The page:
For Immediate Release, September 10, 2009
Amargosa Toad Takes Long-overdue Hop Toward Endangered Species Protections
LAS VEGAS— In response to a February 2008 scientific petition submitted by the Center for Biological Diversity and Public Employees for Environmental Responsibility, or PEER, the U.S. Fish and Wildlife Service announced today that it is launching a full status review to determine whether the Amargosa toad warrants protections under the Endangered Species Act. Among the many threats to the toad are loss of habitat from development, harm from off-road vehicle use, groundwater depletions caused by mining, possible poorly sited solar-energy development, and harm from nonnative species such as crayfish and bullfrogs.
“The Amargosa toad has been known to warrant protection as an endangered species since 1977,” said Rob Mrowka, an ecologist and conservation advocate with the Center. “We are very pleased that the toad is one step closer to the protection it needs to survive.”
The Amargosa toad is only found in a short segment of the Amargosa River in the Mojave Desert near Beatty, Nevada, where springs create marsh and riparian habitat required by the toad. It is isolated from other toad species by at least 35 miles, making it a unique endemic species.
“Since these toads were first recognized as needing protection, threats to them have only increased,” said Mrowka. “A growing human population, increased demand for water, and climate change place the toad in immediate danger of extinction.”
Groundwater developments pose a significant threat to the continued existence of the Amargosa toad. The Nevada state engineer, in Ruling 4669, has found that there is a high degree of interconnectivity between groundwater and surface water in the Oasis Valley basin. State law currently allows residents to pump up to 1,800 gallons per day from the groundwater aquifer without a permit, leading to unmeasured burdens on the aquifer. The Reward Mine and proposed solar-energy projects further add to the groundwater demands, all in a basin the state engineer has previously found to be over-appropriated.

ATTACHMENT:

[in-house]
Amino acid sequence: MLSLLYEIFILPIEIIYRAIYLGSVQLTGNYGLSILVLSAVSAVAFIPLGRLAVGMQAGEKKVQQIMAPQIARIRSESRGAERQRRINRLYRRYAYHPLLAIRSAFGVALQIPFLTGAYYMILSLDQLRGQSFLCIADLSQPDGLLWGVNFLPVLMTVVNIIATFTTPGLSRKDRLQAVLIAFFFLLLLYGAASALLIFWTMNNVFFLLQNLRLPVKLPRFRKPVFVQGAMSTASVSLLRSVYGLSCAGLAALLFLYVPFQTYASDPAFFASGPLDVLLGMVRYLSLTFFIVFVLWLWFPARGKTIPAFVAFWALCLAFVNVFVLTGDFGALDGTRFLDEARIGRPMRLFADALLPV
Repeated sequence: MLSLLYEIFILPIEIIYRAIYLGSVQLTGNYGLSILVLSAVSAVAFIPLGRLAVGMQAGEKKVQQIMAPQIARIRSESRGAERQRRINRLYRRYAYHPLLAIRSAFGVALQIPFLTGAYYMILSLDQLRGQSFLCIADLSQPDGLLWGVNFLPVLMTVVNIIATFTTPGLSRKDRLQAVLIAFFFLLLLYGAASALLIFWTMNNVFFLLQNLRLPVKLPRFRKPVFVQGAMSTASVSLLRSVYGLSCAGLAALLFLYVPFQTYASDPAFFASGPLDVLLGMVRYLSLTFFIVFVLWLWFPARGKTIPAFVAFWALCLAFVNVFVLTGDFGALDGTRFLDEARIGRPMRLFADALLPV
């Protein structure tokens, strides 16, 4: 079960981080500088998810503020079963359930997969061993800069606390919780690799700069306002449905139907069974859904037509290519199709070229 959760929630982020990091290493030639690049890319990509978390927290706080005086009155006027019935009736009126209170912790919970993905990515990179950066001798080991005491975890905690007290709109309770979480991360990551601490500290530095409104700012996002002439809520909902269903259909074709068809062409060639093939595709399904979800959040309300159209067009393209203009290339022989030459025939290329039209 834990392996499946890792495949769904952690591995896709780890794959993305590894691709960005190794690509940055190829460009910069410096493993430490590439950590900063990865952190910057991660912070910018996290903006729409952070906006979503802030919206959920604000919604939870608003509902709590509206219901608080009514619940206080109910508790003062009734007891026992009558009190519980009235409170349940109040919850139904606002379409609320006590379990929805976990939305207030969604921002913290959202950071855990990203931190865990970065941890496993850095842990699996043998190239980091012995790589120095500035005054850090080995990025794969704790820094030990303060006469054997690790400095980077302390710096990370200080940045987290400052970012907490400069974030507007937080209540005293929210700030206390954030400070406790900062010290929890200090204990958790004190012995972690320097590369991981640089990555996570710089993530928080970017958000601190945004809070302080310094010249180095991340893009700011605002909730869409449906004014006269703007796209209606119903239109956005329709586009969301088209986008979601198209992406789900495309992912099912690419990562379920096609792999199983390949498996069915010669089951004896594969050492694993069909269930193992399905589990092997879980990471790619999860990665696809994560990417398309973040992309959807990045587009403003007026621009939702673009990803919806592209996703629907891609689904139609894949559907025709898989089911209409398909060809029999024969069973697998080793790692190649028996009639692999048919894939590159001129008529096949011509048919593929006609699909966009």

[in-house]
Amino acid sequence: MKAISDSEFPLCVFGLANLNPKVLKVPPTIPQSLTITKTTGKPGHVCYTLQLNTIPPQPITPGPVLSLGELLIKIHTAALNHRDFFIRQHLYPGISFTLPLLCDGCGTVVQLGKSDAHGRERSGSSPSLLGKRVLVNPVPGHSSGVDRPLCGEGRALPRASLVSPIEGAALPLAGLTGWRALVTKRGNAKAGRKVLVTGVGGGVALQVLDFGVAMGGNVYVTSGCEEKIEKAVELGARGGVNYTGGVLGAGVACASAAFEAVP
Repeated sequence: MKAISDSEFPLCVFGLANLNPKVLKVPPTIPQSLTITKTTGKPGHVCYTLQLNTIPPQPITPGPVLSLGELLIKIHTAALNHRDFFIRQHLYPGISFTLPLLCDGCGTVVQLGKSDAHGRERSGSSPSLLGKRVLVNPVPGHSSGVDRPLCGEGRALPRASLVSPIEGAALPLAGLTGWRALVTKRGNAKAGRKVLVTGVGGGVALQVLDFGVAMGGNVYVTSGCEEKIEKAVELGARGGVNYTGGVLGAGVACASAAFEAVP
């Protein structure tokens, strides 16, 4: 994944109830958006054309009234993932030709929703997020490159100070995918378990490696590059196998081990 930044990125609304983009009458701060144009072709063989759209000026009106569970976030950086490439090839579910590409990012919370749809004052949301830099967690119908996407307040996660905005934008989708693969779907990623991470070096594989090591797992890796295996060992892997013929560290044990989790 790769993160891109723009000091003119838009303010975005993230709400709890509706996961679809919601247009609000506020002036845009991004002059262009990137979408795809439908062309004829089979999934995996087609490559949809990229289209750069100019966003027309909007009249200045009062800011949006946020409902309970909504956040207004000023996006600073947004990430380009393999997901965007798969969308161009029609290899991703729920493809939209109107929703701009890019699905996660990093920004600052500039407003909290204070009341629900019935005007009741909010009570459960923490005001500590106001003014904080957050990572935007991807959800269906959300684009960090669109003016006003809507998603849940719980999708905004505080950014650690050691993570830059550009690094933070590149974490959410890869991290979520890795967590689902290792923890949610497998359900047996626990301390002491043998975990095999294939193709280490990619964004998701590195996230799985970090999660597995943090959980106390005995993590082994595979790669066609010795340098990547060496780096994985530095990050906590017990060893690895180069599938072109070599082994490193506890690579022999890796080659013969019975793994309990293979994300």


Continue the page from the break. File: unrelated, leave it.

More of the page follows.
Earlier this year, the U.S. Department of Energy filed groundwater applications in the Oasis Valley for the Yucca Mountain project. The Center protested these applications on behalf of the toad.
“The good news is the Amargosa toad will get a fresh look for stronger protection, but the bad news is the toad and its Amargosa River habitat are not doing well after 32 years of delaying full conservation,” said Daniel Patterson, Southwest director of PEER, who formerly worked with the Bureau of Land Management in the Mojave Desert. “Endangered Species Act listing for the toad should be welcomed, not feared, as it will finally bring long-overdue focus and resources to protect and recover the toad, and the rich scenic landscape it inhabits, for future generations and a stronger desert web of life.”
The Center for Biological Diversity is a national, nonprofit conservation organization with more than 225,000 members and online activists dedicated to the protection of endangered species and wild places.